The movement of bodies in space (like spacecraft, satellites, and space stations) must be predicted and controlled with precision in order to ensure safety and efficacy. Kinematics is a field that develops descriptions and predictions of the motion of these bodies in 3D space. This course in Kinematics covers four major topic areas: an introduction to particle kinematics, a deep dive into rigid body kinematics in two parts (starting with classic descriptions of motion using the directional cosine matrix and Euler angles, and concluding with a review of modern descriptors like quaternions and Classical and Modified Rodrigues parameters). The course ends with a look at static attitude determination, using modern algorithms to predict and execute relative orientations of bodies in space.
After this course, you will be able to...
* Differentiate a vector as seen by another rotating frame and derive frame dependent velocity and acceleration vectors
* Apply the Transport Theorem to solve kinematic particle problems and translate between various sets of attitude descriptions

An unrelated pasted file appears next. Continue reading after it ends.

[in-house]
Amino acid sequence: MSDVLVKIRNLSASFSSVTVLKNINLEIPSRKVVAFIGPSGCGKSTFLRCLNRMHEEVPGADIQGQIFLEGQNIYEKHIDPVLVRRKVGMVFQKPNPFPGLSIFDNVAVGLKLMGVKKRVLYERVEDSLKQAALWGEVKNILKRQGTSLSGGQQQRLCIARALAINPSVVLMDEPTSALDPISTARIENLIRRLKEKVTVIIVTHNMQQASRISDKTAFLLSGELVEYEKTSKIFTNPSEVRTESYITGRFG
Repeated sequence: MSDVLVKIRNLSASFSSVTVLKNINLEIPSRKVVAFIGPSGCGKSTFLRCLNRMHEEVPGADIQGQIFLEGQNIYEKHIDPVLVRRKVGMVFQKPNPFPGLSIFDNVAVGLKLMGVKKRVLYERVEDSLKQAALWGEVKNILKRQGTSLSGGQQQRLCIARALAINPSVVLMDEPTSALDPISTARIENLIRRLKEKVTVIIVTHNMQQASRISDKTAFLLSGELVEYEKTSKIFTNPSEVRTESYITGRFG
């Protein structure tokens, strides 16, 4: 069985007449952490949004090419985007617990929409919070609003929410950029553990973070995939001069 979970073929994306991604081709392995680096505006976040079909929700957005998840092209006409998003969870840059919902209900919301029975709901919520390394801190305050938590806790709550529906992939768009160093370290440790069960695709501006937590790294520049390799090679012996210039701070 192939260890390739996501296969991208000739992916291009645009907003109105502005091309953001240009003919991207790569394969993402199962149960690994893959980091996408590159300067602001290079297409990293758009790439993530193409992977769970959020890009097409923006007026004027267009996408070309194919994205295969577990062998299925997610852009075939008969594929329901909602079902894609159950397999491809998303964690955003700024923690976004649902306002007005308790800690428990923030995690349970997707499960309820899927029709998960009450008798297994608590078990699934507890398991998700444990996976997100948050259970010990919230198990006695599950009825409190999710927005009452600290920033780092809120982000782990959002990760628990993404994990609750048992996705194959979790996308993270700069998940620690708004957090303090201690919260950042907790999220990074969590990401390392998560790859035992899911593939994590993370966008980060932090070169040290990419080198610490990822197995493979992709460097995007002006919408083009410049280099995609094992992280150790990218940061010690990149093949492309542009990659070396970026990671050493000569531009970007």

* Add and subtract relative attitude descriptions and integrate those descriptions numerically to predict orientations over time
* Derive the fundamental attitude coordinate properties of rigid bodies and determine attitude from a series of heading measurements

From the lesson

Rigid Body Kinematics I

This module provides an overview of orientation descriptions of rigid bodies. The 3D heading is here described using either the direction cosine matrix (DCM) or the Euler angle sets. For each set the fundamental attitude addition and subtracts are discussed, as well as the differential kinematic equation which relates coordinate rates to the body angular velocity vector.